No cookbook link here, because this is out of my “recipe stash”. I can, though, link you to the person who gave it to me, because I got it while I was taking the six week ‘How to Think Like a Chef’ course in Baltimore which I have mentioned more than once here.
One of the nice things about this challenge, I can tell, is discovering what recipes I have in the stash. I know this, because I’d completely forgotten I had this recipe. I found it while looking for a completely different recipe that Chef Diane had provided with the class.
You see, leeks are beautiful and Bill and I like them a lot. So while we were at the farmers’ market the other day, we saw a pile of leeks being sold, and decided it would be nice to make a leek soup. Bill vaguely recalled having a leek soup recipe somewhere on his harddrive (which wouldn’t have counted for this challenge), and I was pretty sure I had a cream of leek soup from that class. So, on a whim, we purchased those delicious looking leeks and took them home with us, to give them the loving care in a soup-pot they deserved.
Only, when we got home, we then were bad leek owners and promptly forgot we had them for a couple of days. Once we remembered, we went looking for our soup recipes. Bill couldn’t find his, and I couldn’t find mine. However, I did find this one and it did sound delicious. So, it’s leeks in soup, it works, right?
Note that this is a half recipe.
2 large Spanish or Yellow onions, thinly sliced
2 large leeks, julienned
2 tbsp olive oil
1 tbsp butter
2 tbsp dried rosemary or 4 tbsp fresh
2 – 3 c chicken stock (We used homemade veggie stock.)
3/4 c dry white wine
Salt and pepper, to taste
Shaved Pecorino Romano or Parmesan cheese
Fresh rosemary sprigs (Garnish.)
In a medium soup pot, combine butter and olive oil. Once the butter has melted, add the onions and leeks and saute until softened, but not browned. Stir in the rosemary, then add the white wine and bring to a boil. When the wine is boiling, add the chicken stock and return to a boil, then lower the heat and simmer for 15 minutes. Season to taste with salt and pepper, then serve topped with the cheese and a sprig of fresh rosemary per bowl.
Cooking and Consumption Notes
So, first, let me say this: Cooking and taking photos at the same time is rather difficult for me. I presume it’s difficult for others too, but I don’t actually know this and many food bloggers make it seem effortless.
In other words? Please forgive me for having forgotten to photograph anything but the ingredients. I was trying to get dinner on the table for Bill, Jessie and I.
The hardest part to this recipe is all the chopping of plants from the Allium genus. At least for me. First, I still don’t have a “julienne” cut down. I have the idea, but my knife skills aren’t there yet.
Second, I weep. Oh, how I weep when cutting onions. Bill came home the other night, when I was chopping an onion for a different dish (one that called for a lot less onion), and thought maybe I’d opened a cabinet into my right eye. It was swollen a bit, bloodshot beyond belief, and tears were streaming out of it. No, I don’t know why the left eye didn’t get in on the action, but I’m glad it didn’t, since it took about half an hour after I ceased chopping for the right eye to stop hurting and the swelling didn’t go down fully until I’d slept.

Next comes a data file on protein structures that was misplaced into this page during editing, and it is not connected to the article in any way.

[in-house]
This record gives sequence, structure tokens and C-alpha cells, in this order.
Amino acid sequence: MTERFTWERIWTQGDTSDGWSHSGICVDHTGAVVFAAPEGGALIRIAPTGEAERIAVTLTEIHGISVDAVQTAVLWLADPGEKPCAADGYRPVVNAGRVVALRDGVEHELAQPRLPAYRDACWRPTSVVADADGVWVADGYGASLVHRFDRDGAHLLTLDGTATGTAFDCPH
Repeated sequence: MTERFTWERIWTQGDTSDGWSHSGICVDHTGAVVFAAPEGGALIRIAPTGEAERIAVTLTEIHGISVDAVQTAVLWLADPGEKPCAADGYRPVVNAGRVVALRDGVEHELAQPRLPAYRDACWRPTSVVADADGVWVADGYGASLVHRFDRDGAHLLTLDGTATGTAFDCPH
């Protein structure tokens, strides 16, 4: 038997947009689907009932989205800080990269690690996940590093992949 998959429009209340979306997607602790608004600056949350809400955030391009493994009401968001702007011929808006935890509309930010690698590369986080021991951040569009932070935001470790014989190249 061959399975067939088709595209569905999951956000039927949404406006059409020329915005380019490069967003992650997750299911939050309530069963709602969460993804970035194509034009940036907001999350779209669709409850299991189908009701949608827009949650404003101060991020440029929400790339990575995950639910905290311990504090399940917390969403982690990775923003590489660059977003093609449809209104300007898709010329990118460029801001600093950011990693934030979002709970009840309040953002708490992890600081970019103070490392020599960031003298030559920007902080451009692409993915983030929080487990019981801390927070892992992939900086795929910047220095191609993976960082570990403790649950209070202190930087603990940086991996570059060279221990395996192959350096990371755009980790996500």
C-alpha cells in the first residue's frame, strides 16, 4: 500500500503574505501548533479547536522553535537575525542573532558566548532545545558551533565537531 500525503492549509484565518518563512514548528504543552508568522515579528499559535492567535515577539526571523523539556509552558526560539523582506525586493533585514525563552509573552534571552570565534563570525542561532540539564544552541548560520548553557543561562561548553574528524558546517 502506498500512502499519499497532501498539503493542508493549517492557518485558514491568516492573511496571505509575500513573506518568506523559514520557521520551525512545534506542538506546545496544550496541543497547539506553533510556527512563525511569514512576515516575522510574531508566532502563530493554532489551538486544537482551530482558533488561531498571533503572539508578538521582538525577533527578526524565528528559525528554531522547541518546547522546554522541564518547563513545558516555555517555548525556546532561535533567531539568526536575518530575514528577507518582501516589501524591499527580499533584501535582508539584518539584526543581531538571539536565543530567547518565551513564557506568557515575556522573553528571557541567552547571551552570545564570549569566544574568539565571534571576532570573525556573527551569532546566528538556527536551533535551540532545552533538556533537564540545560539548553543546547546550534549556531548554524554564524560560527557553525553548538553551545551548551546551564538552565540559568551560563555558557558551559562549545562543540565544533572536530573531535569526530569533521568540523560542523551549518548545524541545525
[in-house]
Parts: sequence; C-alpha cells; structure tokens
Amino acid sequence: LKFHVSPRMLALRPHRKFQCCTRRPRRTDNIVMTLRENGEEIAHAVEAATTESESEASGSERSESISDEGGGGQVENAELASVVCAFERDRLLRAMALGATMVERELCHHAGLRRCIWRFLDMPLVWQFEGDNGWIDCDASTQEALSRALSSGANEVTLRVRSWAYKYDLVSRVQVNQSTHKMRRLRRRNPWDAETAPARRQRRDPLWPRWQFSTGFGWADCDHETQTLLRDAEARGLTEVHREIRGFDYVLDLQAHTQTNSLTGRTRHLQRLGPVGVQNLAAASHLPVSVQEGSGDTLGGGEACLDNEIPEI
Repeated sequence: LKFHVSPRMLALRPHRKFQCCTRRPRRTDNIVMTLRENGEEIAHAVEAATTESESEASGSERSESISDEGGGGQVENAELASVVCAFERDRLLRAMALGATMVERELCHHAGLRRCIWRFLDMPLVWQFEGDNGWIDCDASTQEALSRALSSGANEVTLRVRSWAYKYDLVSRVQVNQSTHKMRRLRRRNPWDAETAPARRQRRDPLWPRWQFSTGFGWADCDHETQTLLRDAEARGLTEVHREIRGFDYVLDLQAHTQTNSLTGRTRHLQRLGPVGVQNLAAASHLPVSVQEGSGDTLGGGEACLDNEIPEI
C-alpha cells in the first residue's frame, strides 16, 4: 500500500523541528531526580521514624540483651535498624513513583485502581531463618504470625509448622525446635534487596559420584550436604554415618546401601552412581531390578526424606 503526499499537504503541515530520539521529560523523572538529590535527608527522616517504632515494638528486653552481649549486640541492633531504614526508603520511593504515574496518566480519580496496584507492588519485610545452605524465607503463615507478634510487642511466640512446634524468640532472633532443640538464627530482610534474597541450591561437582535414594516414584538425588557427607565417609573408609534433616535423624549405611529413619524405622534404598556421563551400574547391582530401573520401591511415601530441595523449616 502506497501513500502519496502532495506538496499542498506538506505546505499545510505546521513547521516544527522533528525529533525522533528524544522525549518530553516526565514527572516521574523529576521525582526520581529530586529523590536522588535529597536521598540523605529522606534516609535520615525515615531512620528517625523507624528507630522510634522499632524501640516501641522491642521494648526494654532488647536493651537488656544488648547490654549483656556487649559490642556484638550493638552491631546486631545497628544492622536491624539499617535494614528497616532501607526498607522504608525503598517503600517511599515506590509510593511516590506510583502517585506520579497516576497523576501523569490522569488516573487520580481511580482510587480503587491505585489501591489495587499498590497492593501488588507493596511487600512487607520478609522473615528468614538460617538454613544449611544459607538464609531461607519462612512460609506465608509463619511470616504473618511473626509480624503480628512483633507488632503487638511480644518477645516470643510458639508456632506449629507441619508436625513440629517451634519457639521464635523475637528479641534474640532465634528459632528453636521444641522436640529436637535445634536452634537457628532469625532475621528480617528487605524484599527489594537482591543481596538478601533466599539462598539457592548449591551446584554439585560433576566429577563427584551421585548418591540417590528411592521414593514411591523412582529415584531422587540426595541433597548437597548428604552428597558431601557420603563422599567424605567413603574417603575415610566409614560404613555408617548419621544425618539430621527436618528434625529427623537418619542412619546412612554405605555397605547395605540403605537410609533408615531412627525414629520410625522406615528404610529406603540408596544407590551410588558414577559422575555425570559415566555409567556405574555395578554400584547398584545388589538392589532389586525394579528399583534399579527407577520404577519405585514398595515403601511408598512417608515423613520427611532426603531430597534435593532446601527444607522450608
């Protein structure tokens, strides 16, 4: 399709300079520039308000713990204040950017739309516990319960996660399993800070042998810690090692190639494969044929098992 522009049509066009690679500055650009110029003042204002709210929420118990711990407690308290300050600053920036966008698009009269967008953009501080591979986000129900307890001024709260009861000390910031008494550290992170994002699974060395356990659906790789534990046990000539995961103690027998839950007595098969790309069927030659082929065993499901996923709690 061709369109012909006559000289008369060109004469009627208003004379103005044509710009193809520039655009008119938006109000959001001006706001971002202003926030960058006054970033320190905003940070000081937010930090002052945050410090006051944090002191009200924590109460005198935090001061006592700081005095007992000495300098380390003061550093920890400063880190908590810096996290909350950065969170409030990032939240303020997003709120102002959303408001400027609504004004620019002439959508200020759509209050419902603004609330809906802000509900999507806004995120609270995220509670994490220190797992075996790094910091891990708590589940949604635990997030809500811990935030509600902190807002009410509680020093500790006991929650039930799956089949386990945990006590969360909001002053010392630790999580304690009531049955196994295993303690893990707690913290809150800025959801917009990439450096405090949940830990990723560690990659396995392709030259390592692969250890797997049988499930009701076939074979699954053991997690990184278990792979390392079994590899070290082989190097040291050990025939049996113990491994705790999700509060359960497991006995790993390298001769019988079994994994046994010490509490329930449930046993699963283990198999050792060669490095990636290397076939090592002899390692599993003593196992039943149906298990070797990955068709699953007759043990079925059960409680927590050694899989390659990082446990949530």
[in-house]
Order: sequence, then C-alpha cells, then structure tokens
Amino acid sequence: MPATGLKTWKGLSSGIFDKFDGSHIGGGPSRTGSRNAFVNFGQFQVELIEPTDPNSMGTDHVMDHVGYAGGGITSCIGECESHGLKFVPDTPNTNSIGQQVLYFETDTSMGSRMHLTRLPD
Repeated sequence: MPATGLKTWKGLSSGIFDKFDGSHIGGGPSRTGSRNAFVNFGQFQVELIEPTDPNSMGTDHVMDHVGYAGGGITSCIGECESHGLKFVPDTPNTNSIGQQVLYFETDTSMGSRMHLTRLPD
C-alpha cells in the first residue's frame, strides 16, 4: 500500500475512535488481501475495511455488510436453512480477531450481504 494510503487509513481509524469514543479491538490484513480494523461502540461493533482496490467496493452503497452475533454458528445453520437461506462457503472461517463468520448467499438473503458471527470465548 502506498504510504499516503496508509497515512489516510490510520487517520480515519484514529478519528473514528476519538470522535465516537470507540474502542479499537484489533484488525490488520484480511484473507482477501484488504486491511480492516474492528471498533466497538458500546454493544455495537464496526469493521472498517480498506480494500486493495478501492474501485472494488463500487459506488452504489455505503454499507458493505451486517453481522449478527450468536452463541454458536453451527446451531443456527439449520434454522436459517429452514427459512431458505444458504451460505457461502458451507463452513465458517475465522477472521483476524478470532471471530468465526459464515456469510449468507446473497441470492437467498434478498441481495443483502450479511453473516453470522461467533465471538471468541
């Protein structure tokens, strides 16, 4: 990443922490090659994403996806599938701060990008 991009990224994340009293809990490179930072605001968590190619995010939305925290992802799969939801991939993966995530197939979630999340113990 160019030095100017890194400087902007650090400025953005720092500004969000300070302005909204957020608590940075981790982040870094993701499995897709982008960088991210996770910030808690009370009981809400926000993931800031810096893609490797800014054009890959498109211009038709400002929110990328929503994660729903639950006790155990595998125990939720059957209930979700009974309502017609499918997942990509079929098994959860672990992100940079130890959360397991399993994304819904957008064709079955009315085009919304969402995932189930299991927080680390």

For other folks, I’d imagine the most daunting part of this recipe is cleaning the leeks. It’s actually fairly easy. Chop off the root end and trim down the green ends. If you’re using them (and I didn’t use the tough top green parts), rinse the tops. Then, split the rest of the leek cylinder down the middle, and rinse each half individually, using both hands to flare out the layers of the leek and rinse out all that dirt.
Once you’re done rinsing and/or crying your eyes out, it’s all downhill coasting! If you have the ingredients on hand, I’d say that this is easily a weeknight meal. Half an hour to 45 minutes from pulling the ingredients out to sitting down and saying, “Dig in!”
Use chicken stock. Or make sure your veggie stock is fairly lightly flavored. As I mentioned in our veggie stock post, the stock I made was stronger and earthier than I’d anticipated. Since it was such a large part of the ingredient list, that veggie stock flavor just overpowered the wine flavor, and did a pretty strong number on the leek & onion flavors. The rosemary flavor, however, held its own.
All in all, Jessie and Bill thought the soup was “okay”, and I really didn’t enjoy it. I think this is the difference between being able to walk in and have food ready, or near ready, and having cooked it. I think they were very grateful that dinner was simply ready for them, whereas I’d done all that weeping and rinsing.
I suspect, though, that it’s not the recipe but the stock. Since it was so overpowering, it felt like I’d put all that effort (and all those tears) into a rosemary-flavored stock with bits to chew on, rather than a lightly flavored onion, wine, leek soup.
Lesson learned. Be careful with the stock.